In our last post we discussed serial financial bubbles and forked tongue syndrome at the Federal Reserve: The Fed Needs To Stop Blowing Bubbles. Along the way we asserted that abnormal sickly low interest rates are inconsistent with a normal healthy economy. Our friend JK raised the objection that the amount of debt extant is an obstacle to higher rates and that prolonged higher inflation is a prerequisite for higher interest rates.
This is a very popular argument, especially with the Federal Reserve and most of the economists cited throughout financial media lite, so let’s give it the thoughtful attention it deserves.
The key weakness is that it overlooks how the debt gets to be excessive in the first place. Debt creation is the means whereby lower interest rates create inflation. At a given price of credit, the amount of debt is more or less in dynamic equilibrium. Lowering the price makes borrowing more attractive, so more money gets lent into existence. The increased quantity of money is inflationary.
But now there is more debt. If the existence of higher debt itself is a valid rationale for lower interest rates, it quickly becomes obvious that this monetary program is a one way street. Lower rates produce higher debt which justifies lower rates … round and round we go. It is an unsustainable model on which to base monetary policy. It will end because it must.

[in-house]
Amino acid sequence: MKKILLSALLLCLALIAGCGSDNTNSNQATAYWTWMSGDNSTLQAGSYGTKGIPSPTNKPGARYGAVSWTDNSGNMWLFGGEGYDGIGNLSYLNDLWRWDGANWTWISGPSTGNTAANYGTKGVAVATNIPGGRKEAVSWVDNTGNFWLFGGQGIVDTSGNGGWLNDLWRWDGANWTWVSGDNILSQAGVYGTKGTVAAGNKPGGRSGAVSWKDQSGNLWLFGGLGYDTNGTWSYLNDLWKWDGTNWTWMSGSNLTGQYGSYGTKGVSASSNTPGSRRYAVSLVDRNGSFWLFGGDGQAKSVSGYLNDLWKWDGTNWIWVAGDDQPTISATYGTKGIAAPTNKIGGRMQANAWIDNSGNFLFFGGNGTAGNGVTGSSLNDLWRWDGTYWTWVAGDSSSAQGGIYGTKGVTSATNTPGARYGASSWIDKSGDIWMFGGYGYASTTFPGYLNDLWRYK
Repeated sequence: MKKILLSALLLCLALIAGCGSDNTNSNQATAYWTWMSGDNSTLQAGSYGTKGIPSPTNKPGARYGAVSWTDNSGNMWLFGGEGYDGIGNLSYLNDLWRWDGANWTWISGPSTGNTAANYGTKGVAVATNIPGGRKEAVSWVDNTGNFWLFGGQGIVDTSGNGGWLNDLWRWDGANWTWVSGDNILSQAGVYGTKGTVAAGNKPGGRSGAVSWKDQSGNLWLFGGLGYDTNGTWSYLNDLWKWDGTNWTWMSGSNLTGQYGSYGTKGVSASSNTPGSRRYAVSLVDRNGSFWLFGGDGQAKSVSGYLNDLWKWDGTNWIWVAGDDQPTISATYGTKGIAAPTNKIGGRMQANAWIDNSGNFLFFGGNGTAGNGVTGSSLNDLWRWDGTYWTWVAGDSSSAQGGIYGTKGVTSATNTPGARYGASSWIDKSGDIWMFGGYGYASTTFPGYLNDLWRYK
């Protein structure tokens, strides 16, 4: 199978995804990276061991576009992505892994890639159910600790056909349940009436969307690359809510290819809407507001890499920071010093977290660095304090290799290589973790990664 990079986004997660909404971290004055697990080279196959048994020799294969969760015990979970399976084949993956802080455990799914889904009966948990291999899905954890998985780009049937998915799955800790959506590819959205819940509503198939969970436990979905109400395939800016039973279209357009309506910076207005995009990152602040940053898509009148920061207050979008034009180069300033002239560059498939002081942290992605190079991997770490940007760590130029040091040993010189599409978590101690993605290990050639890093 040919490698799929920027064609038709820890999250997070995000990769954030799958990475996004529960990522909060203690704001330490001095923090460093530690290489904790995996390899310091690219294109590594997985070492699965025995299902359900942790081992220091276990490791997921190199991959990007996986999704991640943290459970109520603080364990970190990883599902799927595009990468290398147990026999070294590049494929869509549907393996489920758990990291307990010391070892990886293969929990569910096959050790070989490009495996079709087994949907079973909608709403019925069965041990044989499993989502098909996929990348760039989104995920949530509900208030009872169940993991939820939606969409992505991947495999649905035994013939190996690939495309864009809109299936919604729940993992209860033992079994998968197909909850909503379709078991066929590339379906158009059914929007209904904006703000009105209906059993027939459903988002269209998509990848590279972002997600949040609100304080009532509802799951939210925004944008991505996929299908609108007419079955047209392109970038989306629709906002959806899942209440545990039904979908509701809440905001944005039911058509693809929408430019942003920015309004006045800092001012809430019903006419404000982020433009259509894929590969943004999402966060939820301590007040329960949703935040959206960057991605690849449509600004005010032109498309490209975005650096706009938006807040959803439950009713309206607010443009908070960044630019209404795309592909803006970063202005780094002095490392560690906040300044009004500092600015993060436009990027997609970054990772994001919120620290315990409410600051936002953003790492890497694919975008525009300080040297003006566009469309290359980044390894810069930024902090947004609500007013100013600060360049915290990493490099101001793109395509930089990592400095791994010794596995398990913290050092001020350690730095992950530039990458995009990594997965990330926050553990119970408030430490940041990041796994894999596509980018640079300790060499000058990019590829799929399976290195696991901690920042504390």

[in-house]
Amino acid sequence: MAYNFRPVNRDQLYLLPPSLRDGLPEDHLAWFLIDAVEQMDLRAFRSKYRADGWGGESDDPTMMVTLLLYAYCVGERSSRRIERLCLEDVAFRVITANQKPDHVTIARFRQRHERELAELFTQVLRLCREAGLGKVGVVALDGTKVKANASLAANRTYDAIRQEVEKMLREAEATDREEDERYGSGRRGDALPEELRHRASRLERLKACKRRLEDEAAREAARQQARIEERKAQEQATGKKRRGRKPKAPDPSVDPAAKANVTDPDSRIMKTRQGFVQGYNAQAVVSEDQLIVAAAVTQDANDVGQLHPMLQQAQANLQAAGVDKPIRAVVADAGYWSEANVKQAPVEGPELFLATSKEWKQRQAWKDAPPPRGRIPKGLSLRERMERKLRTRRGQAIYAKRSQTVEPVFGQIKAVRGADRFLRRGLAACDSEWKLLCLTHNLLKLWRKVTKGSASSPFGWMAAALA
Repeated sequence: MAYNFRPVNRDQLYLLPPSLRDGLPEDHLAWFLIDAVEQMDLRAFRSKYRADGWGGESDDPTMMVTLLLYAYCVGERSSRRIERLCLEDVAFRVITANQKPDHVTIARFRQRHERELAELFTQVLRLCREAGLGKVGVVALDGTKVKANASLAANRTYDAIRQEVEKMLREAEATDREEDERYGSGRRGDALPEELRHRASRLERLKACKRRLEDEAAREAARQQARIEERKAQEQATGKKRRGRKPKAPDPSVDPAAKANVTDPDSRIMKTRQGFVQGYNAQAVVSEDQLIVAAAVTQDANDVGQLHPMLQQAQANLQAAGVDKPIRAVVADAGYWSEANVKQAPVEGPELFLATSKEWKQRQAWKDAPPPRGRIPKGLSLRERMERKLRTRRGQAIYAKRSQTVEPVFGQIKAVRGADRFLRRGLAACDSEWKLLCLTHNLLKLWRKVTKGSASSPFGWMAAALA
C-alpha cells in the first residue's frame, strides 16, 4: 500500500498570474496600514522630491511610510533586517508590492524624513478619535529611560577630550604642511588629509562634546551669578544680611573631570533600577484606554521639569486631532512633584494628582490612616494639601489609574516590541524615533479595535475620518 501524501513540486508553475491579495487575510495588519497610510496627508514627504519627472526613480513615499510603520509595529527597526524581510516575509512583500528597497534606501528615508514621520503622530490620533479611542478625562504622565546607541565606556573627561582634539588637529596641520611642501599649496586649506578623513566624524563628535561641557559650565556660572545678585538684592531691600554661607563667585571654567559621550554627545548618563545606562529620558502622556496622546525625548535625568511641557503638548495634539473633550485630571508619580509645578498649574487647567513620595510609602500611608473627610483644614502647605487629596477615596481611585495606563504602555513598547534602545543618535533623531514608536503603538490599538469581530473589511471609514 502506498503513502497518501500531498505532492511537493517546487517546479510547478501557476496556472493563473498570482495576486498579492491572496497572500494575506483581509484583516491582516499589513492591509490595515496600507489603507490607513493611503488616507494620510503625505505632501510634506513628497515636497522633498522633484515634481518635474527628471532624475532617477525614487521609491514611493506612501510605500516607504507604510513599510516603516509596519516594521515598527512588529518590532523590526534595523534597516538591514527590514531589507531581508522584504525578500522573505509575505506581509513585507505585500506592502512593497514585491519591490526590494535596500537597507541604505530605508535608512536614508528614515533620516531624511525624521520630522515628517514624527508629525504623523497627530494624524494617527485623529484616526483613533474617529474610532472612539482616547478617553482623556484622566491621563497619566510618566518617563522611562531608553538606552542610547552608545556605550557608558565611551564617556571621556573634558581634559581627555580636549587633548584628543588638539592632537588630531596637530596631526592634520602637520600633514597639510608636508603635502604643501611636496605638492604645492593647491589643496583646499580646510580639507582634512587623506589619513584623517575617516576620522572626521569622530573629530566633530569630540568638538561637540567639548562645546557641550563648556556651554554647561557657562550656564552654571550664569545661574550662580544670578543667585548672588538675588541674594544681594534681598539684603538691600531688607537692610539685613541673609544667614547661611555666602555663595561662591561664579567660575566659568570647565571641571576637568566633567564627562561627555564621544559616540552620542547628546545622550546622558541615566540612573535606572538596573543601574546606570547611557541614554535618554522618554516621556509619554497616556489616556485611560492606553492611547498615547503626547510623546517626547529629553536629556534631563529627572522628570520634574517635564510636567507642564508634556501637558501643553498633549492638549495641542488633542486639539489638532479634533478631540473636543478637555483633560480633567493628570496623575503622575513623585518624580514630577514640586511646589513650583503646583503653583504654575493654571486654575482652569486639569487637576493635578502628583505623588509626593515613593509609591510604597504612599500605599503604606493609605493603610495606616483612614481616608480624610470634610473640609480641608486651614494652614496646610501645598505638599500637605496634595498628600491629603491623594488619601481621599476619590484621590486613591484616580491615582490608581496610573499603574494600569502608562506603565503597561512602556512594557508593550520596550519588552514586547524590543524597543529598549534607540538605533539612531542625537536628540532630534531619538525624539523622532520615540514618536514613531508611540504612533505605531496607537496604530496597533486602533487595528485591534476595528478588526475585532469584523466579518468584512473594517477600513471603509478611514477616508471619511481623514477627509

Furthermore, debt itself represents demand for money. Once the initial inflationary impulse from the increased money supply has passed, money demand takes over. Debt represents money demand, which exerts an upward force on the value of the currency. The initial inflationary impulse leaves a deflationary hangover in its wake.
At this point this monetary policy paradigm demands further interest rate cuts to quell the deflationary residue from the last round. The effect is much like that of drug addiction … the patient adapts to the presence of the drug and then requires it just for some semblance of normality, so a higher dose is required to attain the same effect. A pattern of indefinite dose escalation is the end result, also an unsustainable situation. The policy will end because it must.
The question is then not whether it will end, but how. Through voluntary abandonment of the flawed paradigm or eventual destruction of the system it infects. We’ve already seen the process play out empirically as interest rates have been ratcheted lower over several cycles, and experienced increasingly dire consequences, most recently in 2008 and 2020.
The only survivable way out is to abandon the defective policy. A low interest rate policy is fundamentally incapable of curing a disease caused by a low interest rate policy. The path back to economic and financial health unavoidably passes through higher interest rates.